This is contained in the second schedule exceptions from copyright control, section b.It exempts penalty from people who use parody and caricature of other people for certain acts but not persons who use cartoons or graphical acts for the purpose of commercial advertisements.

This is deep-rooted in the legal maxim Expressio unius est exclusio alterius, which means that “the express mention of one thing is the exclusion of others.” Hence, pastiche, parodies, and caricatures were exempted, but this doesn’t exempt graphical work or cartoons.

The aforesaid seeks to say that Sabinus can rely on the copyright act and file an action against Gala (UAC Foods) in breach of copyright.

This Article has explained the intellectual property law issues involved in the Sabinus case. The essay provided arguments that reflect the stance of the law with respect to Copyrights and Trademark laws in Nigeria. It further espoused the position of the law as relates to classes Trademark registration. It clarifies the lingering differences between the Certificate of Trademark and the Acceptance letter for a Trademarked sign etc.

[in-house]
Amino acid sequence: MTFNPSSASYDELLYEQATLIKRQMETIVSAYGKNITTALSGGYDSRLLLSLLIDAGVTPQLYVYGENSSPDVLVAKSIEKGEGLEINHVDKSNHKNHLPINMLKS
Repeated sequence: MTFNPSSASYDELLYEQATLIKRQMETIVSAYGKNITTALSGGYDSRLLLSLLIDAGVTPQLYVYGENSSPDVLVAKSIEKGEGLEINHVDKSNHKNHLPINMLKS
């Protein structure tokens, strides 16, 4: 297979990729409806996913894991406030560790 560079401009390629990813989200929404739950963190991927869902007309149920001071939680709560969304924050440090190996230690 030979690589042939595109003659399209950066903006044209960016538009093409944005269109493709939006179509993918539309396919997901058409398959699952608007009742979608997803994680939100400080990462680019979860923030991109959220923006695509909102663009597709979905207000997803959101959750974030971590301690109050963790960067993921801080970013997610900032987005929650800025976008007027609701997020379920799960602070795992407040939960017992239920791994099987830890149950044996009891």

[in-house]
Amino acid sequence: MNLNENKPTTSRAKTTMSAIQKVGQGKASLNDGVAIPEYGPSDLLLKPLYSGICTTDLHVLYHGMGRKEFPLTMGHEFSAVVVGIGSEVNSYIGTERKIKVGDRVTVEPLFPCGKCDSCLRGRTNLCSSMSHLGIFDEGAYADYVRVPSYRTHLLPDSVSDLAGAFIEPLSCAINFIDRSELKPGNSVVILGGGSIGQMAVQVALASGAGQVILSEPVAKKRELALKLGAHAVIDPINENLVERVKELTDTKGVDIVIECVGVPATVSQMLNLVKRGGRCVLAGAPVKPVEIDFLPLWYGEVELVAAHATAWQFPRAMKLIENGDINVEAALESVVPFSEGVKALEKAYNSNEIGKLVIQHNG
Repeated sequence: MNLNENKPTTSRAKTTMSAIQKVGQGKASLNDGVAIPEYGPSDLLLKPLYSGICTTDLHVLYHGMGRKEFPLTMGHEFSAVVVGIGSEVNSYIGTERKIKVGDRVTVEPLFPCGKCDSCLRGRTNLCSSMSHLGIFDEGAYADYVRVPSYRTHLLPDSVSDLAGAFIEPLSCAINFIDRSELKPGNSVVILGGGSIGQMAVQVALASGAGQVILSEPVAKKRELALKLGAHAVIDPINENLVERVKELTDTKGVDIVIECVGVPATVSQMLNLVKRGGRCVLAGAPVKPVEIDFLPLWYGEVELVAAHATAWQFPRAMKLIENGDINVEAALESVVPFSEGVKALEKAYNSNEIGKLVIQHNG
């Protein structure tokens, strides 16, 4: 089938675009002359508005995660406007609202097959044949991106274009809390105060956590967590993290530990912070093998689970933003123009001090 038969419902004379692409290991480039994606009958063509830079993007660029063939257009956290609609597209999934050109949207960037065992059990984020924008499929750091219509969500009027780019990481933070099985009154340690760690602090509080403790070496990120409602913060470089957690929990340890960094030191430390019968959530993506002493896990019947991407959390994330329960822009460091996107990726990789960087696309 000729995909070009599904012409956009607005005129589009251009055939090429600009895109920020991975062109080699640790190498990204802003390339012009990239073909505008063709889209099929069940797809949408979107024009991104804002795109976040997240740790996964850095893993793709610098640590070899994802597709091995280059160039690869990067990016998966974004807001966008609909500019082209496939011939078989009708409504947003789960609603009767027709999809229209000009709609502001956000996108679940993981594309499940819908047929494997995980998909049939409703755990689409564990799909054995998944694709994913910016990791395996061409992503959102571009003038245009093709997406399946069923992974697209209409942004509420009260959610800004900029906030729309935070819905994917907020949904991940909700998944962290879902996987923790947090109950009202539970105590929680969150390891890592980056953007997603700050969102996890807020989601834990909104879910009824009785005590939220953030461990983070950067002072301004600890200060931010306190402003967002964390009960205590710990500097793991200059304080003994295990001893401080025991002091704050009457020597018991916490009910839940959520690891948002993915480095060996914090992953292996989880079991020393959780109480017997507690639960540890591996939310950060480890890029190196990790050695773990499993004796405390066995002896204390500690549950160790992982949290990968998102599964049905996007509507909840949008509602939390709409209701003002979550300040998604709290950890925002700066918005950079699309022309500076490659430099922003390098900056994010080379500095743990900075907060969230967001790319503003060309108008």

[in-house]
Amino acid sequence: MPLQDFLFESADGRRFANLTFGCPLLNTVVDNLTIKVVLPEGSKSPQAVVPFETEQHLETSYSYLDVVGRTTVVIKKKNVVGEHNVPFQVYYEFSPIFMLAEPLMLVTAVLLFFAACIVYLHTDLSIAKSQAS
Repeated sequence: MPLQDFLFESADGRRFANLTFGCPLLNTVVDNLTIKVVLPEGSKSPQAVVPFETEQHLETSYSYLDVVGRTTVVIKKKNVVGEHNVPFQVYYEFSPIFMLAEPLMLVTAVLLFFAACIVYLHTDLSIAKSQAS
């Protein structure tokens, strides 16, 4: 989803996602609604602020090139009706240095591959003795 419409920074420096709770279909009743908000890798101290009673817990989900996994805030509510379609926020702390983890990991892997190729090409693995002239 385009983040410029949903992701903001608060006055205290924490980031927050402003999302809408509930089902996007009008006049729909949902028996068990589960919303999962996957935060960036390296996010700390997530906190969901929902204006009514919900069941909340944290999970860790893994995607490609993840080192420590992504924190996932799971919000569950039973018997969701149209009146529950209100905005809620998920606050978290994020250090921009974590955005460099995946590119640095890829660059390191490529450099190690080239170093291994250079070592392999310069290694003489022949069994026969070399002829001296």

This essay recommends that musicians, artistes, and other intellectual property holders should trademark whatever slogan, slang, mark, and sign among other signature properties in order to grant them exclusive rights to these properties. Also, persons in the above class need to have basic knowledge of the workings of intellectual property law or better still have a lawyer versed in the subject to be on their team.

A lot of persons who fall into the above classes have lost financial claims to intellectual properties which they ought to possess but do not because of the absence of a trademark registration. Trademark registrations are very important and should not be taken with levity.

Olowoyo is a law undergraduate in Obafemi Awolowo University, Ile Ife